Whooping cough is the common term for pertussis, an extremely infectious bacterial infection. When infected with pertussis the sufferer has violent attacks of coughing, with a characteristic ‘whoop’ caused when you try to take a breath in during a coughing attack.
This infection can affect anyone, but is particularly dangerous when infants get the infection as their air passages are so tiny that their breathing may stop during a coughing attack. This means that they may need to be hospitalised to monitor their breathing, particularly if under one years old.
Most children are immunised against whooping cough before going to school, if their immunisations are up to date according to New Zealand’s immunisation schedule for children.
Older children may be offered a free “booster” vaccination for whooping cough and other serious life threatening diseases generally aged about 10 or 11. Adults can also have booster vaccination against whooping cough, and this is particularly important if you are around pregnant women, are pregnant yourself, or are commonly around infants. At the moment New Zealand has an outbreak or epidemic of whooping cough so it is important that your immunisations and those of your family are up to date.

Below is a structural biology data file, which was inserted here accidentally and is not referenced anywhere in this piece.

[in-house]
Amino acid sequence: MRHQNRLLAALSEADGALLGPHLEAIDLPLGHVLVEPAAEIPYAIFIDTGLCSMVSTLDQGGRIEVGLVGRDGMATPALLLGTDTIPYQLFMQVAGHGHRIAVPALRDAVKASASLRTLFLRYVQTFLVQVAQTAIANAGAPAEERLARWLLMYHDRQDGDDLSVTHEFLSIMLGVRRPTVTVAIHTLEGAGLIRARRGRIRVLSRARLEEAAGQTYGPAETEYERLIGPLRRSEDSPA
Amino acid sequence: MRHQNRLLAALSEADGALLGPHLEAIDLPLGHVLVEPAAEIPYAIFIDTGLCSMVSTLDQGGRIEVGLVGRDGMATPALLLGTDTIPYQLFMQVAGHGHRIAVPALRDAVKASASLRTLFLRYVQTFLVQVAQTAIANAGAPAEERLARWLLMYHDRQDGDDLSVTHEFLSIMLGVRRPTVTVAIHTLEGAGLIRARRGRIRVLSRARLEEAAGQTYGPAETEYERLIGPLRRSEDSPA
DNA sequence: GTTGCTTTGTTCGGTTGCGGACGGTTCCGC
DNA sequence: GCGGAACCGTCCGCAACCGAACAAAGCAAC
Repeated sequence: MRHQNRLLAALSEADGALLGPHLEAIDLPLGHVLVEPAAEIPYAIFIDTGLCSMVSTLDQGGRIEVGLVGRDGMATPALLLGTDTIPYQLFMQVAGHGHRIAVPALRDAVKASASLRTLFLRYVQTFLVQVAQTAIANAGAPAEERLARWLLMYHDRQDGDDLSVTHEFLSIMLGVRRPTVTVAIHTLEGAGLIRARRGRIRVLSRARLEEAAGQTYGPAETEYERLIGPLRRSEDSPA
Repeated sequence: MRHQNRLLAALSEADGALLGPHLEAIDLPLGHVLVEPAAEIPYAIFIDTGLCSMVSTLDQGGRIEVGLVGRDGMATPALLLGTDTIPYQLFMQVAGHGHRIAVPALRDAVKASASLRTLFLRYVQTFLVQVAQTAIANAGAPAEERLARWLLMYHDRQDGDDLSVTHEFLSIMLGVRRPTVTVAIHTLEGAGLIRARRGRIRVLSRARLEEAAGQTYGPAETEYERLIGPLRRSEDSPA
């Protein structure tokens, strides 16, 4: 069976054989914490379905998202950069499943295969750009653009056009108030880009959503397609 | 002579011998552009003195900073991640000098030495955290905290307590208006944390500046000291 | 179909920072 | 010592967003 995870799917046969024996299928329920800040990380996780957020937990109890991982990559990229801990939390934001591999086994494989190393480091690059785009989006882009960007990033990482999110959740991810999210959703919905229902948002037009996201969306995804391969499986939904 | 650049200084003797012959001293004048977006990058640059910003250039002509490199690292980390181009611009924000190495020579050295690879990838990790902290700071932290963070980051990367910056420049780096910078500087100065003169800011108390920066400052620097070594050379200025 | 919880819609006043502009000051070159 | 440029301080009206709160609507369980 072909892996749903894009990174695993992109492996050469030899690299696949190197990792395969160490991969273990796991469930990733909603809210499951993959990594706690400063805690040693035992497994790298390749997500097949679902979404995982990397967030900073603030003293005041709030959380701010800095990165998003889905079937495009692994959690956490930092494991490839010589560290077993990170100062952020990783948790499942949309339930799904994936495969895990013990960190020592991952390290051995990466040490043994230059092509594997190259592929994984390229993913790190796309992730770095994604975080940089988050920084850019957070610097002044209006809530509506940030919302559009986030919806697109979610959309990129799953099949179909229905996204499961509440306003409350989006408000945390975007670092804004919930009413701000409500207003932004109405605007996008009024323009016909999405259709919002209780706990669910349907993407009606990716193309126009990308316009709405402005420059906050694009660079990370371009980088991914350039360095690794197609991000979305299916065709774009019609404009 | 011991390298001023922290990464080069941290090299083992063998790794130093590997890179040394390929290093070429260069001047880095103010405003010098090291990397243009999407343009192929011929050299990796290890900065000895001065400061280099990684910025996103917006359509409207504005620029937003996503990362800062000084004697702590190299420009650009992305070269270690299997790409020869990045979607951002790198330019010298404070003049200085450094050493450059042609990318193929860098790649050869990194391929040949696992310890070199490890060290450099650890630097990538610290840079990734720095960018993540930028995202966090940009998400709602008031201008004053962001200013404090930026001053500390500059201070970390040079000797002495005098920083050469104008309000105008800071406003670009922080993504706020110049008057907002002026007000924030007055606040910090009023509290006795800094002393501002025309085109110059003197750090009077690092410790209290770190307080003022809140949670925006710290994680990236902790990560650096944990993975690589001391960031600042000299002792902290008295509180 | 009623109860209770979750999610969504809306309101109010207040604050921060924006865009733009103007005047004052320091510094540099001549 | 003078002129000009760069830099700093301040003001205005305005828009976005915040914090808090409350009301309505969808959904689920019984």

Early symptoms or whooping cough are similar to having a cold, except that the cough is usually dry – no phlegm is produced. Coughing fits may become severe and it is not uncommon to cough until you vomit. The condition has also been called the 100 day cough, so symptoms may persevere for some time.
Whooping cough is highly infectious and is usually passed from person to person through droplets containing the bacteria moving through the air, often at high speed from coughing around uninfected people.
Hand hygiene is very important whenever anyone has any infection, particularly one spread so easily. People with a cough should always cover their mouth when coughing to prevent expelling infected air and fluid. After coughing, always wash your hands thoroughly with soap and water, drying your hands completely with disposable paper towels to prevent other people accidentally using the same towels as someone with an infection. Antiseptic hand rubs are helpful if used between hand washes, but should not be relied upon to totally prevent the spread of injection.
Treatment for whooping cough is usually specific antibiotics if treatment is started early enough, so it is important to see your doctor at once if you suspect pertussis infection. Other treatment is generally for the symptoms of whooping cough, such as decongestants for runny nose and pain relieving medicines for fever. Cough mixtures are generally not helpful so should not be used.
It is also important to keep well hydrated so ensure that if you have been diagnosed with whooping cough then keep up your fluid levels by drinking plenty of water.
If you suspect you or one of your family or friends have pertussis then consult your community pharmacist as they will be able to give you advice, as well as products to treat the symptoms of this distressing condition, and also to refer you to your doctor for urgent treatment if necessary. Your pharmacist can also advise you about immunisation for you, your family and those you are in contact with, particularly during the whooping cough epidemic currently affecting New Zealand.